In Iowa, nearly all lawns are comprised of non-native grasses and most of them have some (or many) weeds that are also non-native plants. If you stop managing the lawn it will not revert to a more natural space. Instead, it will be a collection of non-native plants allowed to grow unchecked. Often plants that are normally not an issue in a mowed lawn will become a problem when the space is no longer regularly mowed.  Woody plants like mulberry, Siberian elm, or honeysuckle as well as other weedy forbs like velvetleaf, leafy spurge, and garlic mustard can become established and crowd out native plants.  Simply ignoring or halting the maintenance of the lawn is not a responsible way to manage these non-native plants.  Additionally, most municipalities will issue citations for unkempt lawns.  Simply not mowing or otherwise managing the space will often result in fines or mowing fees.  

Mown turfgrass vs unmown turfgrass
Mowing less frequently and letting the turfgrass grow longer produces a lawn that looks just as nice as one mown more frequently but requires less time mowing, watering, or fertilizing.

Instead, Consider Mowing Less 

For much of the growing season, especially spring and fall, it is typical to mow the traditional lawn once a week in Iowa. Rather than not mowing at all, mowing less frequently can support pollinators and reduce inputs while avoiding many of the drawbacks.  Most flowering plants in lawns, like dandelion and clover, flower even with mowing making them available to bees and other pollinators. By extending the time in between mowings from every 7 days to every 10-14 days (14-20 days in summer), you can continue to manage your landscape in a way that supports the pollinators and wildlife with more flowers and avoids many of the drawbacks such as citations, undesirable weeds, and stress to the lawn.

Mowing less frequently will require you to set the mower height high to avoid removing too much leaf material at once. The good news is that mowing grass at a taller height promotes a healthier lawn. Mowing at a height of 3.5 to 4 inches promotes a larger, more drought-tolerant root system, can help shade the soil surface reducing undesirable weeds, and allows you to use less pesticide and herbicide on the lawn because the turf is healthier.

No Mow May

No Mow May is a conservation initiative that promotes leaving your lawn unmown for the month of May, creating habitat and food sources for early-season pollinators. This initiative can help to support pollinators (at least for one month), but also has limitations.  More information about participating in No Mow May can be found in this article: Tips for Participating in No-Mow-May


Mulch, Gravel, and Patios

Organic Mulches

When areas under trees are so shady and dry that few plants grow, a good alternative is to lay down a layer of mulch.  Mulch helps suppress weeds, conserves soil moisture, and provides an attractive alternative to bare soil or sparse plants.  Mulch has the added benefit of creating a great growing environment for the tree by eliminating any plants that would compete with the tree for water and nutrients. 

Shredded or chipped wood or bark mulch, as well as pine needles, are great options as they are attractive, weed-free, and decompose slowly.  Spread the mulch 2 to 4 inches thick and refresh thin or bare spots every few years.  

mulch area
Mulch is a great alternative to turfgrass in this shady site with a lot of foot traffic.

Gravel and Patios

Utilizing gravel, stone, or paving materials can be another alternative to turfgrass.  These long-lasting options can provide the same uniform backdrop for the home and garden beds as turfgrass can, but require fewer inputs.  Additionally, they can still allow for some functional or recreational use of the space. Utlizie materials like pea gravel, crushed granite, river rock, and other types of gravel as well as patios built from concrete, brick, or pavers.  These materials all work well to provide a low-maintenance alternative in areas with a lot of foot (or vehicle) traffic or areas that tend to be hot and dry.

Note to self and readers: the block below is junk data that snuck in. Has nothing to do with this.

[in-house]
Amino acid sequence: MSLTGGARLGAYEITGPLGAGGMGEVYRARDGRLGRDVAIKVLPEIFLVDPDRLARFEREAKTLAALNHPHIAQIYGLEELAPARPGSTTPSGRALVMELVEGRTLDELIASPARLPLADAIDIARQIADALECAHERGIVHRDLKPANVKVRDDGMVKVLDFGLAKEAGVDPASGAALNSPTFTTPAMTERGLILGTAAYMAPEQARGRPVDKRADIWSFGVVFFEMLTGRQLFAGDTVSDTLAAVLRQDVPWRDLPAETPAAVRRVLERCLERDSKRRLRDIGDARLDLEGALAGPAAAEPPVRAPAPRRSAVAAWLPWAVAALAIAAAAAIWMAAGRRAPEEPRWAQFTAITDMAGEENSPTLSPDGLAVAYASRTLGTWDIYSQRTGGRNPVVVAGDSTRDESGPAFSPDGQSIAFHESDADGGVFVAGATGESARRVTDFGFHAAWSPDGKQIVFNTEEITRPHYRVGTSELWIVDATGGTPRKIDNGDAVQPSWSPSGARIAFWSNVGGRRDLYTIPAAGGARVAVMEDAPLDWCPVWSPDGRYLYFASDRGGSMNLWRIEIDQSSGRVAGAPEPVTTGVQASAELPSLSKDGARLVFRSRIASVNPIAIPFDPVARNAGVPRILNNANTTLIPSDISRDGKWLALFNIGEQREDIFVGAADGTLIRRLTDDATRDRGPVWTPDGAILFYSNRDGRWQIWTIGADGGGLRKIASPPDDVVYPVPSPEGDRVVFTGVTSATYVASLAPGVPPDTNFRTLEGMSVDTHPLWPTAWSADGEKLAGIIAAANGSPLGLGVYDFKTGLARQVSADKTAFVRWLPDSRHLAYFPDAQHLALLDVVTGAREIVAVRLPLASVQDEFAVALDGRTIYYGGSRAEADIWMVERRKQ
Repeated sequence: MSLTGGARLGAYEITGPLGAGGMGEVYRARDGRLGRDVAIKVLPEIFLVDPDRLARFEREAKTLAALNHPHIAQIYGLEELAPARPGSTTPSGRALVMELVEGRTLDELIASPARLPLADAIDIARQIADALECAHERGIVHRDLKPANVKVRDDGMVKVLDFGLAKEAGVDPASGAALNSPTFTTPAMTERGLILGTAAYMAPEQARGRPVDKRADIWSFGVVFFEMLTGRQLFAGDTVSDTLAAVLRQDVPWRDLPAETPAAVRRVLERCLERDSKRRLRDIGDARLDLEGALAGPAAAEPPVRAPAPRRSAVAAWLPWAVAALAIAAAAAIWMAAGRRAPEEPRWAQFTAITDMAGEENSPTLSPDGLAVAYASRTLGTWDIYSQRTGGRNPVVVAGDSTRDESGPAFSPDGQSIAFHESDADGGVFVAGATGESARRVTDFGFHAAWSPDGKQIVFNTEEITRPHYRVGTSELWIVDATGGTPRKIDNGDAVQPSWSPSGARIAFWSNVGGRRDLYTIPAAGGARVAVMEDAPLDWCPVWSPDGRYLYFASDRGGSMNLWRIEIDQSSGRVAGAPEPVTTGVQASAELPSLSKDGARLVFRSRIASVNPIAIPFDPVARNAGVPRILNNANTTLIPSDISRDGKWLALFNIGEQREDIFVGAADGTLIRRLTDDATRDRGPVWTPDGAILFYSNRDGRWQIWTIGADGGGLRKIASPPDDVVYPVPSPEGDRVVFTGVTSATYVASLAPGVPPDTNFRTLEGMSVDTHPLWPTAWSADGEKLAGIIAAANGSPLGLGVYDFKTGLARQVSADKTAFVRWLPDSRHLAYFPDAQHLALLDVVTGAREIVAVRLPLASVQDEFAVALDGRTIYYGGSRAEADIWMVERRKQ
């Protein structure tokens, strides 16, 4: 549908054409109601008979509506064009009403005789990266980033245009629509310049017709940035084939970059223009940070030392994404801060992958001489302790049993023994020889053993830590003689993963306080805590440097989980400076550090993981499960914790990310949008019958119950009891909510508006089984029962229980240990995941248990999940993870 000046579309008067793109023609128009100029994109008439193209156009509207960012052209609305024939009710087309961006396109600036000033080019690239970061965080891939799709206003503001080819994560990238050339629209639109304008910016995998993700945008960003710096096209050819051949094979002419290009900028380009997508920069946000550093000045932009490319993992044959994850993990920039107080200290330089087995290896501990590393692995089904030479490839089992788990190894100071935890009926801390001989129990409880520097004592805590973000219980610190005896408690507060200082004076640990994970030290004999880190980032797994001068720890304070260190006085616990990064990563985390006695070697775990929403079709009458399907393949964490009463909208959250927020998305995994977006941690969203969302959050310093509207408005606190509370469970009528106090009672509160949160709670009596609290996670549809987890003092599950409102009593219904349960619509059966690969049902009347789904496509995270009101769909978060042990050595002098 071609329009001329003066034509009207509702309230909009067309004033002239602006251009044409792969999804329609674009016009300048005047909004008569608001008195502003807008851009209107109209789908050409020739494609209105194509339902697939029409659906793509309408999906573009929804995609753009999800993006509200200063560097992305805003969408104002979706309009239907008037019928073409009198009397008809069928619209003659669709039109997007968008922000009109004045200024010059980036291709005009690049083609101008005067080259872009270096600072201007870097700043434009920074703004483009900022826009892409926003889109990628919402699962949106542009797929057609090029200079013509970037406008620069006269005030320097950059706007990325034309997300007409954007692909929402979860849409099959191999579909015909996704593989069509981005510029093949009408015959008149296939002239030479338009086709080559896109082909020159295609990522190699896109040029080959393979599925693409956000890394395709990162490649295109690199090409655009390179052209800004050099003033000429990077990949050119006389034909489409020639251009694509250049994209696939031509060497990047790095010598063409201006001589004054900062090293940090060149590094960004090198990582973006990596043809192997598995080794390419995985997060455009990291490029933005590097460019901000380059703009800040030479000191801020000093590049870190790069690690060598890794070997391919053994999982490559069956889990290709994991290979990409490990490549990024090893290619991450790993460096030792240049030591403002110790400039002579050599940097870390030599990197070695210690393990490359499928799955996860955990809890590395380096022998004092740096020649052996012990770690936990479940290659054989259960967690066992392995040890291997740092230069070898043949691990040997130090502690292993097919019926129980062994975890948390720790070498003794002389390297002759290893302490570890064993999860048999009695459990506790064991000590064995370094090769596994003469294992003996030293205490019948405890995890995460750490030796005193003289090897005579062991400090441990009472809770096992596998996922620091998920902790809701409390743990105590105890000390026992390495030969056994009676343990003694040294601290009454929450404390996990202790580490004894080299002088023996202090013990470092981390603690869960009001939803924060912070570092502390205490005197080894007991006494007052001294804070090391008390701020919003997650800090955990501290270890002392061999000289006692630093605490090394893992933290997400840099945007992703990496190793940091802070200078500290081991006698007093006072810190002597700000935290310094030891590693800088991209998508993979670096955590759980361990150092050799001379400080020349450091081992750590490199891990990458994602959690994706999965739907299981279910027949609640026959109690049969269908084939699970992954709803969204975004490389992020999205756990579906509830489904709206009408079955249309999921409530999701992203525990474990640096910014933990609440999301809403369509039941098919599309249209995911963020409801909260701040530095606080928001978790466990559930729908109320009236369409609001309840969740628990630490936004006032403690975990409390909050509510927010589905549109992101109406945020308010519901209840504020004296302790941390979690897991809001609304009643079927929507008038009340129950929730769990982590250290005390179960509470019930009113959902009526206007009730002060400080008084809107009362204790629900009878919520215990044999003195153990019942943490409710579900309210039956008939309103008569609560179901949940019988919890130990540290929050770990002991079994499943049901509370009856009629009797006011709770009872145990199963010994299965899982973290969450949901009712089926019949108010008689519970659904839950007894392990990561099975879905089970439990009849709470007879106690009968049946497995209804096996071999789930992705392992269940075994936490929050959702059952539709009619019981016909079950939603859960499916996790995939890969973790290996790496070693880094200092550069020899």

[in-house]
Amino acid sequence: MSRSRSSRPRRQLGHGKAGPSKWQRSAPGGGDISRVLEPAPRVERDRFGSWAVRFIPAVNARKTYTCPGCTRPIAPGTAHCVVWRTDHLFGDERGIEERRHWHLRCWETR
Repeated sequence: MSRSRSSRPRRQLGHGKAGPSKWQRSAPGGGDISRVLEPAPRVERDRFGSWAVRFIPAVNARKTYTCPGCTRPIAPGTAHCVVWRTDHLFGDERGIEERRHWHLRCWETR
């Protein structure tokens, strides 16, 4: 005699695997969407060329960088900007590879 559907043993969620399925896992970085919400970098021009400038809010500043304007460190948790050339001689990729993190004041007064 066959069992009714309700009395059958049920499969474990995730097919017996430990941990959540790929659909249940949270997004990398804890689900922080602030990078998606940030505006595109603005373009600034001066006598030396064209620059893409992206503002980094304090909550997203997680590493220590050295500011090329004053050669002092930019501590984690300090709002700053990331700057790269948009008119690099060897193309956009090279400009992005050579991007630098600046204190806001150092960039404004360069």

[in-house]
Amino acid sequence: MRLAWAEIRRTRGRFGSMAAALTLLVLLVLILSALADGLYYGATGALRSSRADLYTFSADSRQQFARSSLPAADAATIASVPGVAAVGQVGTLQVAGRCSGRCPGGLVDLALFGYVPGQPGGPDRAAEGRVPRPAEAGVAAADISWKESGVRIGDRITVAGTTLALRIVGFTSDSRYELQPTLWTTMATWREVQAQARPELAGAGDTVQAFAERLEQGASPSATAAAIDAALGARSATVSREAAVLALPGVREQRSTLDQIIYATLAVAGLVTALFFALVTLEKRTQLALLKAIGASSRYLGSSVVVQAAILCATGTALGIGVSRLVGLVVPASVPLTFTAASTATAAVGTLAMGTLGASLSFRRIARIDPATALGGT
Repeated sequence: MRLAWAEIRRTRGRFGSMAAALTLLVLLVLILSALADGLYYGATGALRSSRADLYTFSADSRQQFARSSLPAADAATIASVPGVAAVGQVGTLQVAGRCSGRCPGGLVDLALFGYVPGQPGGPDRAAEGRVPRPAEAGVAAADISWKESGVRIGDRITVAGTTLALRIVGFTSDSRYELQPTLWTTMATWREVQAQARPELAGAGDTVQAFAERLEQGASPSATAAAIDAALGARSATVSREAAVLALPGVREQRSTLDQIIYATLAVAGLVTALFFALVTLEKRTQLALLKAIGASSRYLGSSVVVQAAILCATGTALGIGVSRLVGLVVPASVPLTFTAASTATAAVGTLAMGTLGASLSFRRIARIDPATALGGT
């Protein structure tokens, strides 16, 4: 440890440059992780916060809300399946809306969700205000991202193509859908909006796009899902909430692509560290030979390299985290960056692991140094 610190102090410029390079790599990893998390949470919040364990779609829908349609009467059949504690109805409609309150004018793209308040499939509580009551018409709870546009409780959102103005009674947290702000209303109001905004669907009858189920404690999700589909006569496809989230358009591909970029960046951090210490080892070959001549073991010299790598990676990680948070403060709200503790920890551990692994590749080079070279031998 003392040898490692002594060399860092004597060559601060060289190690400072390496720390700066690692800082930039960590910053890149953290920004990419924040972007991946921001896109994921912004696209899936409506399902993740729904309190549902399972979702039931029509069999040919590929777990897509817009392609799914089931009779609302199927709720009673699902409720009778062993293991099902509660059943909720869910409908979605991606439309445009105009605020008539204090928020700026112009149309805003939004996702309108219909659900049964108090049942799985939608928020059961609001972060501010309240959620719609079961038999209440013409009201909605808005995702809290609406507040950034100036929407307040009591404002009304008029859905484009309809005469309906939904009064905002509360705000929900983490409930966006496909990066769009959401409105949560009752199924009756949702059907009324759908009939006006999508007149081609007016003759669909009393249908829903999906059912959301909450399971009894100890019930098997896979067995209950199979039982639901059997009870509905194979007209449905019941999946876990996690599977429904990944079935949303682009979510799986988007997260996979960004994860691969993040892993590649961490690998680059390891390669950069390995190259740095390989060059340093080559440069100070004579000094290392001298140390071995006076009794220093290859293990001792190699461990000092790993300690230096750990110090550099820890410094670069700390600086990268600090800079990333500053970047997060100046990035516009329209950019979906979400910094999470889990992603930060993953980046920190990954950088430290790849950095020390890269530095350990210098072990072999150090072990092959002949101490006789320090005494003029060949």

While gravel and patios are low-maintenance, that does not mean they are no maintenance.  Regular weed control through hand-pulling or with herbicides will be necessary to eliminate the plants that emerge between the stones and cracks.  Initial installation costs can be higher as you will need to purchase the stone or pavers as well as cover the costs to ship, deliver, and install them.  Create barriers to prevent the stone from shifting or washing away.  Rock is not organic so it will not help build better soils and it will not support most pollinators and other wildlife.  These materials can absorb heat and in some situations may significantly warm the ground and surrounding areas, especially in sunny locations.

More Information on Mulch


Moss

moss
If moss is growing in your lawn, it could be a good opportunity to embrace it!

Moss can be difficult to establish in an Iowa landscape, but if you already have moss growing it can be a good opportunity to embrace it and utilize it as a groundcover instead of the typical lawn.  Moss does well in damp, shady locations; an area where turfgrasses do not grow well.  When growing in these conditions, moss becomes a low-input, easy-to-care-for lawn alternative.  However, just like any other plant, when moss is grown in less-than-ideal conditions, it becomes high-maintenance and difficult to grow.  If you already have moss in your lawn, encourage it to spread naturally. Remove any remaining weak turfgrass. Pull out weeds and rake out any debris like fallen leaves and twigs. 

If you have conditions perfect for moss and want to establish some, transplanting is the best option.  Move small clumps or sheets of moss with some of the underlying soil still attached to the rhizoids (root-like structures of moss).  If needed, use moss pins or wooden toothpicks to hold the moss in place and keep the area shaded and moist until they become established and begin to spread.  Skip the "moss smoothie" technique of blending moss with buttermilk (or beer, egg whites, potato water, or any other number of potential mix-ins).  While mixing with food additives is touted by some garden bloggers as a good method of moss propagation, very little research has shown it to be effective at much more than growing fungi and attracting insects. Transplanting clumps or sheets of moss locally sourced from vendors or approved/permitted areas is the best way to establish new moss plantings.

More Information on Growing Moss

Authors:
Last reviewed:
September 2022